3D Printed Slugs: 5 Best Articulated Slugs To Print
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When we think of 3D printing, we often think of static statuettes and miniatures, or parts for larger mechanisms and gadgets. But with some clever engineering, we can use 3D printing to make articulate, flexible objects that move in ways you wouldn’t think hard plastic could.
3D printed slugs are one such design, specifically as articulated slug models and toys that can wiggle and move in fun and creative ways.
- How Long Does It Take to 3D Print a Slug?
- How Do You Get a 3D Printed Slug to Move?
- How Do You Make a 3D Printed Slug?
- Hints and Tips
- Articulated 3D Printed Slugs
- Bonus: Articulated Snails
- Bonus: Brain Slug
Slugs may be slimy and gross to some, but I’ve always found them to be quite cute. Goodness knows if I step on a slug or snail it just about buts a downer on my whole day. And this is why I love 3D printed slugs, and I’m sure you will too!
Though in order to get these movable slugs to shimmy around the way we want, we need to be mindful of the shapes we print and how we fit them together.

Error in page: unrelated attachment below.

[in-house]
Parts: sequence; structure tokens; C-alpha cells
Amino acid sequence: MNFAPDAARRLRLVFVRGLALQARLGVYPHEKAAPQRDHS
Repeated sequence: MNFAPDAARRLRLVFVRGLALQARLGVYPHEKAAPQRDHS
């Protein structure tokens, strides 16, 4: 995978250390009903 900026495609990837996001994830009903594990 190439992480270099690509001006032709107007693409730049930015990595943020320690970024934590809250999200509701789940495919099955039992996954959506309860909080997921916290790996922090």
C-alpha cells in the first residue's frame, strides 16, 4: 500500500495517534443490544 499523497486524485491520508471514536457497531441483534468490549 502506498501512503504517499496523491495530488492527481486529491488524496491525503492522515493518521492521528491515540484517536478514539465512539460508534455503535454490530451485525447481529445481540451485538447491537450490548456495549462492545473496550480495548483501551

In this article, we’re going to look at how to make a 3D printed slug, and more importantly, how to get it to do what you want. As well as this, I’m going to share with you some of my favorite 3D slug files from across the internet, from the creative and wonderful to the downright cute.
But first, lets take a look at some frequently asked questions.
How Long Does It Take to 3D Print a Slug?
Even though they’re relatively simple designs, articulated slugs will generally take around 7-8 hours to print. The lengthy time is due to the intricate shapes the connecting parts need to be in order for your 3D slug to move fluidly.
How Do You Get a 3D Printed Slug to Move?